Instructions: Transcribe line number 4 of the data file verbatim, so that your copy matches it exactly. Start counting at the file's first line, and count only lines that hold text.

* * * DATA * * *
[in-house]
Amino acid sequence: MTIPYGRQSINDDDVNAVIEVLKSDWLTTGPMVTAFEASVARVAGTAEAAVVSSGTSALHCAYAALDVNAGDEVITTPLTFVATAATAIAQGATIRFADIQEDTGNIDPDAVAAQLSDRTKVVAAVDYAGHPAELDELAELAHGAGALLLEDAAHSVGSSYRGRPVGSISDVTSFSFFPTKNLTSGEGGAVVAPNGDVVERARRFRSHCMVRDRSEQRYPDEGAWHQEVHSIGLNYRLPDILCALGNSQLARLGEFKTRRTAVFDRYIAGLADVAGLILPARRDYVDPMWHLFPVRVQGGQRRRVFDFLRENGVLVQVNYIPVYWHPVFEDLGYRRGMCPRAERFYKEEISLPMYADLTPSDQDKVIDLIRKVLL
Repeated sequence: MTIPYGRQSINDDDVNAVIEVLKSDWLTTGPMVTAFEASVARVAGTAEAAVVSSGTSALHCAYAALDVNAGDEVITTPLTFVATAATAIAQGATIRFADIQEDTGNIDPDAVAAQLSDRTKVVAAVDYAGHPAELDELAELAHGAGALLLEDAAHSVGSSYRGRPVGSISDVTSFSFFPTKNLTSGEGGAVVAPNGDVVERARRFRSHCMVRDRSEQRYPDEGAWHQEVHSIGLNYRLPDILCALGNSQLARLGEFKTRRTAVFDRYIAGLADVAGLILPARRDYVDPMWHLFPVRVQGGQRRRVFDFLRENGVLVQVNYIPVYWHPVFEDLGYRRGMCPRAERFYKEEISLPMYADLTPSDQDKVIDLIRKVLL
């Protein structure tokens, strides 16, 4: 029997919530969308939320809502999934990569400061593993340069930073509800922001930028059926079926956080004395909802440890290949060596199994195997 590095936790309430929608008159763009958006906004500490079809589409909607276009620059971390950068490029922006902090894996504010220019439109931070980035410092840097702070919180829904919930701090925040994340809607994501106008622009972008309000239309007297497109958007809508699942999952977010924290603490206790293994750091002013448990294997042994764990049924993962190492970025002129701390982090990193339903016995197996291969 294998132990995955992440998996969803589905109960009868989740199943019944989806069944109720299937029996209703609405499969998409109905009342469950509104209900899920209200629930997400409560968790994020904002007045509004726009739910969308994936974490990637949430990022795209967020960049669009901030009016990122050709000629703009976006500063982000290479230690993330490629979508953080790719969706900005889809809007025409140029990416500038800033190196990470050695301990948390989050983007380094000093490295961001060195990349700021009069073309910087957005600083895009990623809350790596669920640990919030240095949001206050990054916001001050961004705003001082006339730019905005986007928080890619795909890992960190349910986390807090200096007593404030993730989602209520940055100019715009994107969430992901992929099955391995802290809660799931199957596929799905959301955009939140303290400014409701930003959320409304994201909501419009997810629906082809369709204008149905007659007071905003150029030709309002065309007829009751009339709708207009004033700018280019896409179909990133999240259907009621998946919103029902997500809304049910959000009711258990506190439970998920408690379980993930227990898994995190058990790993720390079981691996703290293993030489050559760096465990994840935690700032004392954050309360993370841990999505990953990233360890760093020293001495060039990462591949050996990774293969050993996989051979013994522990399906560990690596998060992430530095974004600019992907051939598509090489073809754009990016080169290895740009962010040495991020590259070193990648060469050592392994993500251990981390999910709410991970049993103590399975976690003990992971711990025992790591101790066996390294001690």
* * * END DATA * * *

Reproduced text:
């Protein structure tokens, strides 16, 4: 029997919530969308939320809502999934990569400061593993340069930073509800922001930028059926079926956080004395909802440890290949060596199994195997 590095936790309430929608008159763009958006906004500490079809589409909607276009620059971390950068490029922006902090894996504010220019439109931070980035410092840097702070919180829904919930701090925040994340809607994501106008622009972008309000239309007297497109958007809508699942999952977010924290603490206790293994750091002013448990294997042994764990049924993962190492970025002129701390982090990193339903016995197996291969 294998132990995955992440998996969803589905109960009868989740199943019944989806069944109720299937029996209703609405499969998409109905009342469950509104209900899920209200629930997400409560968790994020904002007045509004726009739910969308994936974490990637949430990022795209967020960049669009901030009016990122050709000629703009976006500063982000290479230690993330490629979508953080790719969706900005889809809007025409140029990416500038800033190196990470050695301990948390989050983007380094000093490295961001060195990349700021009069073309910087957005600083895009990623809350790596669920640990919030240095949001206050990054916001001050961004705003001082006339730019905005986007928080890619795909890992960190349910986390807090200096007593404030993730989602209520940055100019715009994107969430992901992929099955391995802290809660799931199957596929799905959301955009939140303290400014409701930003959320409304994201909501419009997810629906082809369709204008149905007659007071905003150029030709309002065309007829009751009339709708207009004033700018280019896409179909990133999240259907009621998946919103029902997500809304049910959000009711258990506190439970998920408690379980993930227990898994995190058990790993720390079981691996703290293993030489050559760096465990994840935690700032004392954050309360993370841990999505990953990233360890760093020293001495060039990462591949050996990774293969050993996989051979013994522990399906560990690596998060992430530095974004600019992907051939598509090489073809754009990016080169290895740009962010040495991020590259070193990648060469050592392994993500251990981390999910709410991970049993103590399975976690003990992971711990025992790591101790066996390294001690």